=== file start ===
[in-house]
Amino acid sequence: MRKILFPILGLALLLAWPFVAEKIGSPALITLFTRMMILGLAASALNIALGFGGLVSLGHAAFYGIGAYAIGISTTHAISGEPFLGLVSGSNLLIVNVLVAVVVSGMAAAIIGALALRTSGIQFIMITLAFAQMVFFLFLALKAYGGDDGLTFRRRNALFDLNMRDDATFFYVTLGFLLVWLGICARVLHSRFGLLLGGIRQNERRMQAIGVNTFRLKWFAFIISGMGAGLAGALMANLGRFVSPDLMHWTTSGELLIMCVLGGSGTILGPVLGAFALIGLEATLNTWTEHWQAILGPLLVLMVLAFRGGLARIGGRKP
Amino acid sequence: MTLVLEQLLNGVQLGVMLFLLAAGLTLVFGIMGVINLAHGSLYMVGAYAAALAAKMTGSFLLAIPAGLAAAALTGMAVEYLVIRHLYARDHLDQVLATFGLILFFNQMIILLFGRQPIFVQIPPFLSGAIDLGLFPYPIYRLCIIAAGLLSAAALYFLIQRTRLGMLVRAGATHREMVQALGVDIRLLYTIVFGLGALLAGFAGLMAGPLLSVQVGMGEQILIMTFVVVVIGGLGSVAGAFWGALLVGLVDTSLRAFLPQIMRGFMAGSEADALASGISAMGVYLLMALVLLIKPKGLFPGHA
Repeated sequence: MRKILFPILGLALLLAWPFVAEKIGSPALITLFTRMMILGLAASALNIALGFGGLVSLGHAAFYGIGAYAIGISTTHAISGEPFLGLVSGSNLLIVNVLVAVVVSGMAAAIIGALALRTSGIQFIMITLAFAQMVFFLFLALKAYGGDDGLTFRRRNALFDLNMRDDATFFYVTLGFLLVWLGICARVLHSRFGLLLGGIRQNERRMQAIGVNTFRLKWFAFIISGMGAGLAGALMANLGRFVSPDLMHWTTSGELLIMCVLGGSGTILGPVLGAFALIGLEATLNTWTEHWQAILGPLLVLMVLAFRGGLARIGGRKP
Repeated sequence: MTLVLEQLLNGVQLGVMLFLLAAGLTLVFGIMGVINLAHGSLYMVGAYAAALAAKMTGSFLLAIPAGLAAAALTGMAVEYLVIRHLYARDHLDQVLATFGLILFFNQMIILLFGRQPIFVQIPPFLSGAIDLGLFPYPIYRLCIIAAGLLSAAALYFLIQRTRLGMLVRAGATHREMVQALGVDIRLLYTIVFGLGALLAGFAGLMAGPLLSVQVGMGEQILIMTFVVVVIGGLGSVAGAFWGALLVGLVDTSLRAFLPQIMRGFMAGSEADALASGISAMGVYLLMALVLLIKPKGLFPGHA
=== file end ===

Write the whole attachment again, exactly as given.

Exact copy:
[in-house]
Amino acid sequence: MRKILFPILGLALLLAWPFVAEKIGSPALITLFTRMMILGLAASALNIALGFGGLVSLGHAAFYGIGAYAIGISTTHAISGEPFLGLVSGSNLLIVNVLVAVVVSGMAAAIIGALALRTSGIQFIMITLAFAQMVFFLFLALKAYGGDDGLTFRRRNALFDLNMRDDATFFYVTLGFLLVWLGICARVLHSRFGLLLGGIRQNERRMQAIGVNTFRLKWFAFIISGMGAGLAGALMANLGRFVSPDLMHWTTSGELLIMCVLGGSGTILGPVLGAFALIGLEATLNTWTEHWQAILGPLLVLMVLAFRGGLARIGGRKP
Amino acid sequence: MTLVLEQLLNGVQLGVMLFLLAAGLTLVFGIMGVINLAHGSLYMVGAYAAALAAKMTGSFLLAIPAGLAAAALTGMAVEYLVIRHLYARDHLDQVLATFGLILFFNQMIILLFGRQPIFVQIPPFLSGAIDLGLFPYPIYRLCIIAAGLLSAAALYFLIQRTRLGMLVRAGATHREMVQALGVDIRLLYTIVFGLGALLAGFAGLMAGPLLSVQVGMGEQILIMTFVVVVIGGLGSVAGAFWGALLVGLVDTSLRAFLPQIMRGFMAGSEADALASGISAMGVYLLMALVLLIKPKGLFPGHA
Repeated sequence: MRKILFPILGLALLLAWPFVAEKIGSPALITLFTRMMILGLAASALNIALGFGGLVSLGHAAFYGIGAYAIGISTTHAISGEPFLGLVSGSNLLIVNVLVAVVVSGMAAAIIGALALRTSGIQFIMITLAFAQMVFFLFLALKAYGGDDGLTFRRRNALFDLNMRDDATFFYVTLGFLLVWLGICARVLHSRFGLLLGGIRQNERRMQAIGVNTFRLKWFAFIISGMGAGLAGALMANLGRFVSPDLMHWTTSGELLIMCVLGGSGTILGPVLGAFALIGLEATLNTWTEHWQAILGPLLVLMVLAFRGGLARIGGRKP
Repeated sequence: MTLVLEQLLNGVQLGVMLFLLAAGLTLVFGIMGVINLAHGSLYMVGAYAAALAAKMTGSFLLAIPAGLAAAALTGMAVEYLVIRHLYARDHLDQVLATFGLILFFNQMIILLFGRQPIFVQIPPFLSGAIDLGLFPYPIYRLCIIAAGLLSAAALYFLIQRTRLGMLVRAGATHREMVQALGVDIRLLYTIVFGLGALLAGFAGLMAGPLLSVQVGMGEQILIMTFVVVVIGGLGSVAGAFWGALLVGLVDTSLRAFLPQIMRGFMAGSEADALASGISAMGVYLLMALVLLIKPKGLFPGHA